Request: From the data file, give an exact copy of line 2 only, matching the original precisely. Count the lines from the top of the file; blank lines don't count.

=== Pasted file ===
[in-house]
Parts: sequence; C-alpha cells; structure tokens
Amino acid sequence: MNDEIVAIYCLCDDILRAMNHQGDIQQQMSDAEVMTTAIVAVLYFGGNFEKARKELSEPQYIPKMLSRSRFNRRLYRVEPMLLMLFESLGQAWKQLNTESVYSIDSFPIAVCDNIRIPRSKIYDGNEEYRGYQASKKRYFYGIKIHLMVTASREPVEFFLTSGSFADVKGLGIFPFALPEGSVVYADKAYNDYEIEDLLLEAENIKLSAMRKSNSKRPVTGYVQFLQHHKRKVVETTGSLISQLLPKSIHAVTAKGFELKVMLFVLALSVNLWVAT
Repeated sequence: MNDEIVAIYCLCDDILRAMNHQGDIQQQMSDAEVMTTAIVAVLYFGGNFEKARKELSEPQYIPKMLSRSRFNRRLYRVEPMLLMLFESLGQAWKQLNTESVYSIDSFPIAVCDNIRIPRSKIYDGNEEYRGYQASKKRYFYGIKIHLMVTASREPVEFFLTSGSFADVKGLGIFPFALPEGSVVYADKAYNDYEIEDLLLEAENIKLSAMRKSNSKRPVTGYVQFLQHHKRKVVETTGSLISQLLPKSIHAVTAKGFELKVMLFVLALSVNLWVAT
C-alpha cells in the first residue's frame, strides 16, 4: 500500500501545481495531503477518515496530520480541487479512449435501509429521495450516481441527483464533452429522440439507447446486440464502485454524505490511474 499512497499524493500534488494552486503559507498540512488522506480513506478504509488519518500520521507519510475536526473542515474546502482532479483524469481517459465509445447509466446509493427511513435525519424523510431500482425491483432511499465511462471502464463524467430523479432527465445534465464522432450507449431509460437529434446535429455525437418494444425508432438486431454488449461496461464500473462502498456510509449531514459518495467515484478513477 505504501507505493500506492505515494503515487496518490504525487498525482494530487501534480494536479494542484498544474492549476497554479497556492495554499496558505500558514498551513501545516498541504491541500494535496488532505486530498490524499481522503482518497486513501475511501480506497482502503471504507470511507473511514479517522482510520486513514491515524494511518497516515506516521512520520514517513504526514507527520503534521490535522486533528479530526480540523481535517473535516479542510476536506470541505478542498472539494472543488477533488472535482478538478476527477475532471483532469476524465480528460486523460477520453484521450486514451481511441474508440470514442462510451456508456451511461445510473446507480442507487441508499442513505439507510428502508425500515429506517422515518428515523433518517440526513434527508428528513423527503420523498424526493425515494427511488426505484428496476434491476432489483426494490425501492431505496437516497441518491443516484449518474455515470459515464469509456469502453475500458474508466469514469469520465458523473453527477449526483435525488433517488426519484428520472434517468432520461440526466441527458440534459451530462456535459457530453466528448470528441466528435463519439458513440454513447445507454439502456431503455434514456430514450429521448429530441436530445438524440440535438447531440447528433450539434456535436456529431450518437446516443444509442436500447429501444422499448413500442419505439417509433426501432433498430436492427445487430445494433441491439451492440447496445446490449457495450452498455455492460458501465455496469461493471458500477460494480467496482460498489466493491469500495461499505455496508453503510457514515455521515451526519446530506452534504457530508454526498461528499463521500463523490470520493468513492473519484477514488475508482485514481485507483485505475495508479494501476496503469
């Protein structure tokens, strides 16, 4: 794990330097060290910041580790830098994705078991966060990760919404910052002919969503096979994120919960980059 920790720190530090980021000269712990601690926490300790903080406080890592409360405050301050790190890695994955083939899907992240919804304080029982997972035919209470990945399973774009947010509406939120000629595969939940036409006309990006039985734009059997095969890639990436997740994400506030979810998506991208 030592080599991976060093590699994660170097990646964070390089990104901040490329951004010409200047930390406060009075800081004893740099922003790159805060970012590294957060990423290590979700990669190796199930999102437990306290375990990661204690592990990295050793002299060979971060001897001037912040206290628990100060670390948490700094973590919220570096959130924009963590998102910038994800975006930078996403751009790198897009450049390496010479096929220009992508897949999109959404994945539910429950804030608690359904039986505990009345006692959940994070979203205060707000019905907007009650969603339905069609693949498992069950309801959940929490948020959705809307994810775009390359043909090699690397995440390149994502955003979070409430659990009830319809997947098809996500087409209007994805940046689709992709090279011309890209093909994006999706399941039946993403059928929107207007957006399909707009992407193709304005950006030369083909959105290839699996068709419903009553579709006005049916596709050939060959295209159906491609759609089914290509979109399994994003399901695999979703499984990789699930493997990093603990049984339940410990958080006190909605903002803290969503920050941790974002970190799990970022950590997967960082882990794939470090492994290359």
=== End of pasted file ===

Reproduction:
Parts: sequence; C-alpha cells; structure tokens